It was my first time to walk through Tahrir after three months away from Egypt, and I don’t quite know why I was so bewildered and shell-shocked. Perhaps it was the heaviness of the atmosphere in the square, the squalid tents and crowds of resilient protesters holding onto the last threads of dying hope. Perhaps it was the fact that the Mogamaa building was open and didn’t stink of urine anymore, or perhaps it was the graffiti of dead people’s faces on each and every wall. New names, old faces, the same old vows of vindication and justice. And so many young people; 15-year-olds, school children.
It’s hard to explain how nothing has changed yet everything has; how the space I once found home in is now an alien square to me. The people we’ve lost, medics, children, football fans, mothers and men of God, they’re now too many to remember. And it’s almost two years to January 25.
The Mohamed Mahmoud wall remains the most powerful tribute to the revolution, with Ammar Abo Bakr’s new message ‘If the picture needs to be made clearer, Sir, reality is more brutal, and as for the state’s response [to the martyrs]: saying it’s God’s Will means there will be no compensation to the families’.
The faces of Khaled Said, Esam Atta and two others are painted in their grotesque last shapes, bleak images of police brutality beyond imagination. Ammar added ‘And here are fifty kids like Anas’. Anas was the youngest victim of the Port Said clashes. The number fifty is probably a reference to the victims of the Assiut train crash of last month, whose faces and names have been drowned out and forgotten in our distraction with the referendum.
This mural carries the faces of smiling martyrs: Ramy Ramzy, Essam Atta, Ahmed Sorour, Sally Zahran, Ahmed Saleh, Asmaa, Hossam Radwan, Khaled Omar…. the names are endless. And it’s heartbreaking. It’s equally heartbreaking to see that someone placed a photo of his son Mostafa Helmy El Said, martyred in December 2011, with dried flowers around his frame, next to Sheikh Emad Effat. Mostafa was a student at El Azhar, Sheikh Emad was a teacher.
Then of course there was this Koranic verse that some newspapers panicked about and reported as salafi graffiti – had they taken the time to do minimal research, they’d have recognised the font, the colour and the statement as that of Ammar Abo Bakr’s, who first painted koranic verses on the AUC Greek campus wall and Mansour Street. The verse loosely translates to a reference of those who once they take power, destroy the earth and ignore the heed to obey God and claim to have God in their hearts but they are bound for hell.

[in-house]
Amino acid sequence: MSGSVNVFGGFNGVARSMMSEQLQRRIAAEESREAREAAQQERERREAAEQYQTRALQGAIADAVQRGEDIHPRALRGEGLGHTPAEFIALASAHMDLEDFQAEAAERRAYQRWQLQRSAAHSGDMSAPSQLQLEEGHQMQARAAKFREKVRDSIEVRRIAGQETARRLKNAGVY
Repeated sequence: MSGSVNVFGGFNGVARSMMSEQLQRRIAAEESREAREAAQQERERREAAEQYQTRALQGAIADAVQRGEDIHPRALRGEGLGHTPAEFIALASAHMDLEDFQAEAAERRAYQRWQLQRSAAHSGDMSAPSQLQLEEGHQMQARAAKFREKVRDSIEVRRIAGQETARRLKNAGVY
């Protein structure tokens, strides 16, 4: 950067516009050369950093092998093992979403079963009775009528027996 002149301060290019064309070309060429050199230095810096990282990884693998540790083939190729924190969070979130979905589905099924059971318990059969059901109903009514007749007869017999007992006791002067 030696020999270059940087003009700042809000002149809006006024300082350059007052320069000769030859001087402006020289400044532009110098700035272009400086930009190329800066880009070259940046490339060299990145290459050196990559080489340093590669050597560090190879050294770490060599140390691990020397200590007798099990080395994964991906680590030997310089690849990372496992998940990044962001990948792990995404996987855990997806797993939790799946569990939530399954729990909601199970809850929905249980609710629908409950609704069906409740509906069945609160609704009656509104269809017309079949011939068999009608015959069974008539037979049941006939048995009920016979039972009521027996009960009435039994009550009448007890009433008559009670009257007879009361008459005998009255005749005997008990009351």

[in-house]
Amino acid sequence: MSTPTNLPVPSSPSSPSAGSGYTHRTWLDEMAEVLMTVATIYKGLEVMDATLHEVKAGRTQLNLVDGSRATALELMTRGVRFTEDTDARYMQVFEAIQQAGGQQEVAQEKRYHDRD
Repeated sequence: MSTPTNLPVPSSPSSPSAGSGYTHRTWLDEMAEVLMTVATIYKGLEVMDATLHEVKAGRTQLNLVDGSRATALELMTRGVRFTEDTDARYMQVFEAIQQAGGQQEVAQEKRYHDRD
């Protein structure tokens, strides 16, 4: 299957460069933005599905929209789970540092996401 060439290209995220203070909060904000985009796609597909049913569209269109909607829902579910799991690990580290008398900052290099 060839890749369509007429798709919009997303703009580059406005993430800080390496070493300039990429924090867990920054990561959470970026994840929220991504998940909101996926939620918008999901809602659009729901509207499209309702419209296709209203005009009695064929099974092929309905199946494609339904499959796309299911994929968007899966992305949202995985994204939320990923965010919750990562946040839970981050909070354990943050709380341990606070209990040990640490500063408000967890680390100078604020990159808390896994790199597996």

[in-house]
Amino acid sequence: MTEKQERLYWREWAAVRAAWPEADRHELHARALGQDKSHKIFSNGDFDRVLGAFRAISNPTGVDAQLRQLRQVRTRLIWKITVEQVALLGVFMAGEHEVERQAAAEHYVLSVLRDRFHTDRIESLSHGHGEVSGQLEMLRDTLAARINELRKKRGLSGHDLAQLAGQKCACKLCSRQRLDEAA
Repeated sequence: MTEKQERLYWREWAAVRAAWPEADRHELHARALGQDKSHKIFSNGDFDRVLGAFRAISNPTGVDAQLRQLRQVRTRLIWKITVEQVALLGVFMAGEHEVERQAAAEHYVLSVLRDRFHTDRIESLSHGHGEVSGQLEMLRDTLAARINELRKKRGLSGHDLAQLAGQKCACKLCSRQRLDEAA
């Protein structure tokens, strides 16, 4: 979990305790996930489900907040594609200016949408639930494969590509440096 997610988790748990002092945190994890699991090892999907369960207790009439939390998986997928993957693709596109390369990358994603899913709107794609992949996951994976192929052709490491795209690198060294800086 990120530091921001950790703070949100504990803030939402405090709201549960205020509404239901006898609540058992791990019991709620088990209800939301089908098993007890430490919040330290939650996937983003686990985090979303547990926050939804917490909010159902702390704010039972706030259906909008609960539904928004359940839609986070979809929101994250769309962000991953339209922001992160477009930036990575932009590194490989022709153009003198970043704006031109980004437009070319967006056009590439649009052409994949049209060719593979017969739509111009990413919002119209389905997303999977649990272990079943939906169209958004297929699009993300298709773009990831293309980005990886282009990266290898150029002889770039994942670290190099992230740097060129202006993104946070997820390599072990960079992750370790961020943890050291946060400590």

It was shocking to see the Lycee school in such destitute remains, with the trees chopped down to their roots and the walls full of soot and shrapnel, to see the graffiti of so many smiling faces pleading to be remembered and vindicated, and to know that I can do nothing nor help in any way to vindicate them.It’s impossible to walk past these walls and not feel survivor’s guilt of some sort; especially on Mansour Street, where I stood last year amidst the tear gas and watched a man tumble into barbed wire as he escaped flying bullets. Mohamed Mahmoud and Tahrir have always been museums of memories to many of us over the past two years, especially through the graffiti and the beautiful plaques now placed on the street entrance honoring the dead.
But today, the street feels like a museum of ghosts, not only of the dead, but of the fighting, the fighting spirit and the resilient hope for change, and in some sense, of me, an Egyptian who felt part of something massive and life changing and is now left with faces on a wall.Too many young people have lost their lives, it is as the graffiti artist Hosny put it ‘They are killing the future’. The fact that a boy as young as fifteen was killed in a protest is unfathomable, just like the fact that fifty school kids died in a completely avoidable train crash, or the fact that the students of El Lycee had to watch their school being turned into a war zone, from which people were shot at, beaten and tear-gassed. The amount of death, trauma and destruction hanging over the neighbourhood is enough to remind any vaguely naive Egyptian of the heavy price that has been paid, with little progress. Graffiti contributes by reflecting the brutal reality of loss, by honoring the dead, by chastising and ridiculing authority, but there was very little hope or perseverance in any of the paintings I saw.
I don’t know at what point I started crying while taking these photographs, maybe it was the plea under Ahmed Saleh’s face ‘Remember Me’, but a kid walked by and laughed at me, and called to his friends that el khawageya is crying. I wanted to tell him ‘my brothers died on this street’ even though I’ve never met them.